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field nov story10.31.2016

Working in the field is an important part of the curriculum for MSW students. According to Director of Field Education and Clinical Associate Professor Melissa Reitmeier, in a field placement “there’s a lot of opportunity for students to learn about a client and the multiple systems that impact them,” and this allows students to “apply the theory, values, and knowledge” from the classroom. The College of Social Work boasts over five hundred connections to community organizations across South Carolina, North Carolina, and Georgia. Here is a look at just a few ways CoSW students are learning and serving out in the field.

Kershaw County High Schools and Richland School District Two are field sites where CoSW interns are improving their social work practice and helping families. Camden and Lugoff-Elgin High Schools in Kershaw County offer an interdisciplinary setting. The graduate students placed here have the opportunity to interact with mental health providers, school counselors, teachers, school staff, families, and students. Their role, explains field instructor Dr. Candice Morgan, “is to provide the support for human services” while also implementing the Aspire program developed by Dr. Aidyn Iachini.

Aspire is a nine-lesson program designed to assist ninth graders who are at risk for dropping out of school. The program incorporates motivational interviewing (MI) and skill building in order to support these students in making the positive changes they envision for themselves. Iachini and Professor Rhonda DiNovo provide forty hours of training in MI to prepare students for working in this placement, followed by conducting role plays in which students receive personalized feedback on their MI skills. Once the students are working on-site, they work in concert with school counselors, principals, and others to determine which ninth graders would be a good fit for the Aspire intervention. Iachini explains that the program is structured thusly: “the first four lessons are the clinician/CoSW intern getting to know the high school students, their values, what they care about, what they think they’re doing well in school, and areas where they’d like to see improvement.” After fostering a conversation with the high schoolers, the CoSW intern helps the students develop change plans with feasible goals and then monitors their progress.

At Richland Two, CoSW student Ashley Clay works on-campus but off-site, rather than in the school building like at Camden. Morgan says that this placement is a “very focused behavioral health setting” in which the graduate students provide individual counseling services (with supervision) to parents and students. Clay values the opportunity to work in an interdisciplinary setting, stating that she has “learned several techniques from the counselors that I used that are very helpful in my practice,” and she believes that having this experience will serve her well post-graduation. “Before I was always social work, social work,” says Clay, “but to do our jobs effectively sometimes we have to work with others that have different backgrounds and perspectives. At my field placement I get a well-rounded experience.”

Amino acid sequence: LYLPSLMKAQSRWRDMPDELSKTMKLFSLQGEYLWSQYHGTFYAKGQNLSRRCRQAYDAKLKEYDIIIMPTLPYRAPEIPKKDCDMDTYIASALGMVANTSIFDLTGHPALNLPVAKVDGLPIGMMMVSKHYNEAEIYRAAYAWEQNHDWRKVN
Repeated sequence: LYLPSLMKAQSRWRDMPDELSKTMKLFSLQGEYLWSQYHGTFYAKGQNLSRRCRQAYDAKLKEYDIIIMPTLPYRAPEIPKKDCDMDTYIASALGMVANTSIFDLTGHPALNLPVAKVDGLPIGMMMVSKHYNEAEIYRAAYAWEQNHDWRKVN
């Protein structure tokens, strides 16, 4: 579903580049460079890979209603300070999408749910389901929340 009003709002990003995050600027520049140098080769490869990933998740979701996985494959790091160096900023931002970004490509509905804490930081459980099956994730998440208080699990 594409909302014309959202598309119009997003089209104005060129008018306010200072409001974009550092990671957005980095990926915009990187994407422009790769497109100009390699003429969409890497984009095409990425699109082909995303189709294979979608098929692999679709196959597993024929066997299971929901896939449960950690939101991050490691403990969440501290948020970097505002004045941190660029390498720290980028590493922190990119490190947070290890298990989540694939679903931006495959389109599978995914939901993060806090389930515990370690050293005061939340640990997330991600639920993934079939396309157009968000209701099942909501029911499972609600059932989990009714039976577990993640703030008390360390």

Another unique field placement is at the Free Medical Clinic, and Keisha Magee is currently working there. “I really admire the staff at the Free Medical Clinic because they donate their time to help those in need,” says Magee, who values the opportunities for networking and creative thinking offered by the Clinic. Her placement has allowed her to directly help those in need. “Recently, I was able to contact an agency and receive a donated CPAP machine for a patient at the clinic,” she says, and she's been able to assist patients with finding eye care, dental care, and meals. “Being able to collaborate with other professionals to treat the person as a ‘whole’ in order to improve patient care is very important to me,” notes Magee, and her placement here has fostered an interest in medical social work.

A good field placement “needs to develop core competencies for our students,” says Reitmeier, which means “unique and varied opportunities to achieve mastery.” Field placements in the CoSW can offer hands-on experience, exposure to other disciplines, and inspiration for career goals. Morgan is grateful for the field office’s support in supervising these unique placements and “making sure that the students and myself feel confident that the student will make autonomous decisions and feel comfortable enough to call and ask for guidance as they need it.” Iachini notes that CoSW students also “have access to a lot of faculty to support their learning and skill development.” Iachini, Morgan, DiNovo, and Andy Flaherty, as well as an on-site field preceptor and field liaison, all work together to facilitate the Kershaw County Schools placement. According to Morgan, the goal is for every CoSW student “to work autonomously as a social worker will in the field,” ensuring that each graduate of the program is ready to effect positive change in every possible client system.


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